But as the authors of this paper point out, heels have a history. But I’m not sure it’s as sexually focused as they like to think. In the middle ages, men and women wore platforms shoes, called chopines, which were strapped on over your normal shoes, and used to lift you out of the…total mess of human waste that passed for a street. These chopines could be up to 30 inches tall. The popularity of just a heel on the shoe is credited to Catherine de Medici. She wasn’t after sexy, she was out to look taller, but they soon became a status symbol. In the 17th and 18th centuries, heels were worn by both women and men, by women to look taller and give them a delicate walk (though “delicate” is relative, original heels were impossible to walk in without a cane), and by men to increase their height and show off their fetchingly sexy calves.
And high heels do set off the female body (and possibly the male) to advantage, sending you off balance so you have to thrust out your butt and thrust your breasts forward (and, incidentally, causing potential for lower back pain due to that pelvic tilt I mentioned above). So the idea that wearing heels is a sexual mating strategy is not a bad one, and the idea that heels might serve as a supra-normal stimulus to signal sex appeal is certainly a good question.
But it’s a question that this paper cannot truly answer. There’s just too much culture there. Yes, the watchers were not told who was wearing heels and who wasn’t. They were just looking at a walking shape. But we all know what a “sexy” walking shape “looks like”. We have ALL been exposed to stuff like this:
And we all know that that TYPE of walk is what is supposed to be sexy. We know that sexy is associated with the kind of walking done in heels. When there’s so much history tied up in it, I don’t think we can definitively say that the walking they observed was more attractive because heels increase attractiveness. It could be more attractive because that’s what we’ve been taught to think. Secondly, are the women changing their walk in the heels due to cultural factors? Most of us have been told that heels make us feel more feminine, and all these women may have believed it. They may have walked more attractively as a result. Finally, the women could have been walking more attractively because the heels make them feel sexy. We’ve all been told heels are sexy. We’ve all seen the movies and the videos. And most every little kid who has wanted to put on heels has wanted to add that little swing to their step. By the time you’re an adult, that little swing has become a lot bigger, and a lot more subconscious. I also find it very interesting that the authors couldn’t get a correlation between the biomechanical changes and the ratings of attractiveness. I would think that, say, if it all came down to pelvic tilt biologically, you would at least see a correlation there, which makes me wonder if this really is all the result of a high heeled culture rather than a deep high heeled drive.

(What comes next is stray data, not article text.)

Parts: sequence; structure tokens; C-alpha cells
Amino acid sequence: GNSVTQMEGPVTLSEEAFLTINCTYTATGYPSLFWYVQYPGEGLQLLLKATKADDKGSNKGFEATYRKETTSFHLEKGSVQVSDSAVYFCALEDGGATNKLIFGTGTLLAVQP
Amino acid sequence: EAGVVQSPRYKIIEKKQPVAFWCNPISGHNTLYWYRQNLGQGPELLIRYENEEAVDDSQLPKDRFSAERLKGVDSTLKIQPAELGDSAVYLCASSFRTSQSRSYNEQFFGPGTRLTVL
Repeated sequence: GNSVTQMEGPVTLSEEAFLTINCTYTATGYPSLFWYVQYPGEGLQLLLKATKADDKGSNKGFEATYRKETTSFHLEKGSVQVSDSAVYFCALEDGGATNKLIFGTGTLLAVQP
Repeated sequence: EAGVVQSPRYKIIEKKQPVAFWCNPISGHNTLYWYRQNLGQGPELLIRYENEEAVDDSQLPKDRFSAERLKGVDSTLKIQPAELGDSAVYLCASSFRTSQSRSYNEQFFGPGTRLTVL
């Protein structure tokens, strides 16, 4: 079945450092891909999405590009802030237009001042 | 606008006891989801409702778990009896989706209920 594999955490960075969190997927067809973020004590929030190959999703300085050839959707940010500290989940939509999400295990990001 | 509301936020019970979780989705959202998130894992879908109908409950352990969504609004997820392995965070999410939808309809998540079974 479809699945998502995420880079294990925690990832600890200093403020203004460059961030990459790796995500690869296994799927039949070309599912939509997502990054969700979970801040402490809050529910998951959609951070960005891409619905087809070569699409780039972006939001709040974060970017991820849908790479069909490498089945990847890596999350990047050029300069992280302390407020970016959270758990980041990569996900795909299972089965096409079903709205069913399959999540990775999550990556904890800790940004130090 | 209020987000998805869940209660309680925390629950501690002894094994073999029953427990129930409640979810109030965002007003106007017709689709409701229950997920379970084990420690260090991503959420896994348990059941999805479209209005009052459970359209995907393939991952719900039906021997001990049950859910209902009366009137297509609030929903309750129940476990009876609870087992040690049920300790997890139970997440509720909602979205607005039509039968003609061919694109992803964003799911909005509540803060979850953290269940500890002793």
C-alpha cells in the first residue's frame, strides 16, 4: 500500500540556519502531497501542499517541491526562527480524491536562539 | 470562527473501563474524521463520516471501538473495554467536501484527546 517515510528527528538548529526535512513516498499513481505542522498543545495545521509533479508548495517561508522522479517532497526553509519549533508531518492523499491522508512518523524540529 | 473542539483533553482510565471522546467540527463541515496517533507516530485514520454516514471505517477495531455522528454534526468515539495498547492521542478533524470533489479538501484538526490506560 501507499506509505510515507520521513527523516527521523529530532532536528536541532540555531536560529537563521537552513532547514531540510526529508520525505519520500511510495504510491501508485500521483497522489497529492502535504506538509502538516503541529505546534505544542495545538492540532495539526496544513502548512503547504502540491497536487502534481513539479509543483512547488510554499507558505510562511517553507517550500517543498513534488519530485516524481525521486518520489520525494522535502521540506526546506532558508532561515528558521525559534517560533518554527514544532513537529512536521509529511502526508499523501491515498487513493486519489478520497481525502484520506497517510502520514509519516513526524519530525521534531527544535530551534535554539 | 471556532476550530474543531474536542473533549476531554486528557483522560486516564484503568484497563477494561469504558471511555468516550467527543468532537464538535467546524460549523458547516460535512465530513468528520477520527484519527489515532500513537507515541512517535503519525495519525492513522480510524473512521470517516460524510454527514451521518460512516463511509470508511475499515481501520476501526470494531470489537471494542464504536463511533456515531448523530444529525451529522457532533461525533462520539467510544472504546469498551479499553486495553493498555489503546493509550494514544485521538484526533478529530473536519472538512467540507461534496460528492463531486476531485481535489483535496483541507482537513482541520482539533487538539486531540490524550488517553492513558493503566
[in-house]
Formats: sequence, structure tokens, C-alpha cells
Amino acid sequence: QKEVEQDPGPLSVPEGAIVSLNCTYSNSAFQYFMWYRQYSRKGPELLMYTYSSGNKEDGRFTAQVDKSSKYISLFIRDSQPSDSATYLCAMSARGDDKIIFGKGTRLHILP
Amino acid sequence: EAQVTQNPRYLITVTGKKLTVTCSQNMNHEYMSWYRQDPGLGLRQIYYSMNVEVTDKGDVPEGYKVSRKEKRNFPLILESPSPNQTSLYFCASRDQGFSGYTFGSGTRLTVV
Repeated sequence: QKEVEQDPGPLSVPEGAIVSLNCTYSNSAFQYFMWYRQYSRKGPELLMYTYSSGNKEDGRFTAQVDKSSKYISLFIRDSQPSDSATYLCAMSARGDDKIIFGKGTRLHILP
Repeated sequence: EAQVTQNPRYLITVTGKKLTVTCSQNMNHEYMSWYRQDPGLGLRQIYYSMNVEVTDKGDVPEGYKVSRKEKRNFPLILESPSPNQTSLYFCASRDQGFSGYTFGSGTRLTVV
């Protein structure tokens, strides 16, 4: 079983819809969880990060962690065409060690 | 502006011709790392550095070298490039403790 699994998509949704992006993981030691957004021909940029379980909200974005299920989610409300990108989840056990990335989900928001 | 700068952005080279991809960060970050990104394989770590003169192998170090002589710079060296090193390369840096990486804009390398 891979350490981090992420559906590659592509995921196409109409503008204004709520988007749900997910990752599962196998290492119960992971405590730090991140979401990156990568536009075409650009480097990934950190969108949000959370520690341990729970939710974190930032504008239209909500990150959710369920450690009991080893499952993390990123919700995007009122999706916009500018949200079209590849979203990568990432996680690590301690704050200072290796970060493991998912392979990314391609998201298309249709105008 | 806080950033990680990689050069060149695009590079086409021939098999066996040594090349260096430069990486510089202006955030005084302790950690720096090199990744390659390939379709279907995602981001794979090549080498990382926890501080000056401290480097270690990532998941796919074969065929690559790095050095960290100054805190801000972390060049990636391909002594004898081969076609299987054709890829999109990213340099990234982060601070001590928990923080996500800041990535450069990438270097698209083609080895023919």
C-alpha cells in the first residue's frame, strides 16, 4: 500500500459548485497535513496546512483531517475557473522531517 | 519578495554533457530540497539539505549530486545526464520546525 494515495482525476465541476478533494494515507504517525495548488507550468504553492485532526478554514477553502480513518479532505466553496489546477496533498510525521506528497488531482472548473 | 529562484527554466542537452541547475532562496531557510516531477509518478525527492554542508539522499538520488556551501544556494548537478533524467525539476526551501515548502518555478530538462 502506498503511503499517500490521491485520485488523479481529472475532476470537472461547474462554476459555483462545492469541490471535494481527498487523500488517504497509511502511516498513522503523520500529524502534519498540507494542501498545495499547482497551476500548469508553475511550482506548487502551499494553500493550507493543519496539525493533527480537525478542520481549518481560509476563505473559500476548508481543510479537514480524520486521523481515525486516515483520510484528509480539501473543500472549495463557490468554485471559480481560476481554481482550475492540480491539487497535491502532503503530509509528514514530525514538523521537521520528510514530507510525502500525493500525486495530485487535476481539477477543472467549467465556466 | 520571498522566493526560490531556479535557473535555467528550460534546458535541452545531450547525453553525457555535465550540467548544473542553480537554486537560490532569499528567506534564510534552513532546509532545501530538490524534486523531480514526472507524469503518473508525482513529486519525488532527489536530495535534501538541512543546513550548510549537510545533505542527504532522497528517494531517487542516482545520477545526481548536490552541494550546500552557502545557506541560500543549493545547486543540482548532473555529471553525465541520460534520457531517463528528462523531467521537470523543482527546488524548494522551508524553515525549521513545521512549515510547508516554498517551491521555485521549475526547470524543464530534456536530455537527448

The authors noted all of these limitations, actually. They are very careful in their discussion to include the many cultural factors, and to stress that their study may show something about the confluence of culture and evolution. They do NOT straight up say that “SCIENCE SAYS HEELS MAKE YOU WALK SEXY”. Leave that headline to the media.
In other words, as the authors point out, this study cannot separate out what is really biologically “attractive”, and what is behavior that we have learned is attractive and are acting out because of it. And until you can separate out what we’ve been taught to think and what we, deep down, find “attractive”, you can’t really get the stiletto into the evo psych of heels. Don’t get me wrong, the hypothesis may be right, heels may very well hit to secondary sex characteristics right on the nose and serve as a super-signal. But until you can get people who have never seen a pump before to tell you that walk is hot, evolution has not fully explained high heels.
Morris, P., White, J., Morrison, E., & Fisher, K. (2012). High heels as supernormal stimuli: How wearing high heels affects judgements of female attractiveness Evolution and Human Behavior DOI: 10.1016/j.evolhumbehav.2012.11.006
*Confession: I have no contract.